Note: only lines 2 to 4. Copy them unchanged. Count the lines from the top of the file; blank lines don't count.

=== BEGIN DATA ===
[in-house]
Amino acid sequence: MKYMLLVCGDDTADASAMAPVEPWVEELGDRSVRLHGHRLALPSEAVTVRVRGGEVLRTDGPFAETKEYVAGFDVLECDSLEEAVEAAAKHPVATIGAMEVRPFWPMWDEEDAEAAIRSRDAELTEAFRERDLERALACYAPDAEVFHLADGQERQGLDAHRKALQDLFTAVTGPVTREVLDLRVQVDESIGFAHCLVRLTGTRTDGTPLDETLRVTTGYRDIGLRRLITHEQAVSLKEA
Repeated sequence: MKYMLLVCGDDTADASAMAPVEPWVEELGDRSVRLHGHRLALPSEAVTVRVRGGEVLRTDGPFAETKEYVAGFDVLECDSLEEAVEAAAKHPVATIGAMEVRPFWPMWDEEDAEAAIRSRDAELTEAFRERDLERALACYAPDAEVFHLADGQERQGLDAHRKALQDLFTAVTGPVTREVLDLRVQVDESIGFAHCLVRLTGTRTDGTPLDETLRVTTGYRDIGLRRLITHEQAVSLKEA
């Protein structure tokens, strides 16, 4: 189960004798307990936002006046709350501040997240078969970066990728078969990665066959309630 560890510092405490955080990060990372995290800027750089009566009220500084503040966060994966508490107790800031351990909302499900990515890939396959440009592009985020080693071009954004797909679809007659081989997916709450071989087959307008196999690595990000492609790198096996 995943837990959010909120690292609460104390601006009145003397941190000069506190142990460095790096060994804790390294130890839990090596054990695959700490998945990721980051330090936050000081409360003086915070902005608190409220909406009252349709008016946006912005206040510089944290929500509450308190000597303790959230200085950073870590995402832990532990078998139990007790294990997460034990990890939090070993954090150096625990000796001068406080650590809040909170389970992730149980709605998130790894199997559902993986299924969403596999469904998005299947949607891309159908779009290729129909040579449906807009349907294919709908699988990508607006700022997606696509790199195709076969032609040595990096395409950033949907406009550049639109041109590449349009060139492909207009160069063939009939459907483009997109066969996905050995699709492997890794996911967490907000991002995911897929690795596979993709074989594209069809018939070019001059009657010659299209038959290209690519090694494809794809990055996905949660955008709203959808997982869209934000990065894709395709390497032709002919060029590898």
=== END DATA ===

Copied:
Amino acid sequence: MKYMLLVCGDDTADASAMAPVEPWVEELGDRSVRLHGHRLALPSEAVTVRVRGGEVLRTDGPFAETKEYVAGFDVLECDSLEEAVEAAAKHPVATIGAMEVRPFWPMWDEEDAEAAIRSRDAELTEAFRERDLERALACYAPDAEVFHLADGQERQGLDAHRKALQDLFTAVTGPVTREVLDLRVQVDESIGFAHCLVRLTGTRTDGTPLDETLRVTTGYRDIGLRRLITHEQAVSLKEA
Repeated sequence: MKYMLLVCGDDTADASAMAPVEPWVEELGDRSVRLHGHRLALPSEAVTVRVRGGEVLRTDGPFAETKEYVAGFDVLECDSLEEAVEAAAKHPVATIGAMEVRPFWPMWDEEDAEAAIRSRDAELTEAFRERDLERALACYAPDAEVFHLADGQERQGLDAHRKALQDLFTAVTGPVTREVLDLRVQVDESIGFAHCLVRLTGTRTDGTPLDETLRVTTGYRDIGLRRLITHEQAVSLKEA
């Protein structure tokens, strides 16, 4: 189960004798307990936002006046709350501040997240078969970066990728078969990665066959309630 560890510092405490955080990060990372995290800027750089009566009220500084503040966060994966508490107790800031351990909302499900990515890939396959440009592009985020080693071009954004797909679809007659081989997916709450071989087959307008196999690595990000492609790198096996 995943837990959010909120690292609460104390601006009145003397941190000069506190142990460095790096060994804790390294130890839990090596054990695959700490998945990721980051330090936050000081409360003086915070902005608190409220909406009252349709008016946006912005206040510089944290929500509450308190000597303790959230200085950073870590995402832990532990078998139990007790294990997460034990990890939090070993954090150096625990000796001068406080650590809040909170389970992730149980709605998130790894199997559902993986299924969403596999469904998005299947949607891309159908779009290729129909040579449906807009349907294919709908699988990508607006700022997606696509790199195709076969032609040595990096395409950033949907406009550049639109041109590449349009060139492909207009160069063939009939459907483009997109066969996905050995699709492997890794996911967490907000991002995911897929690795596979993709074989594209069809018939070019001059009657010659299209038959290209690519090694494809794809990055996905949660955008709203959808997982869209934000990065894709395709390497032709002919060029590898």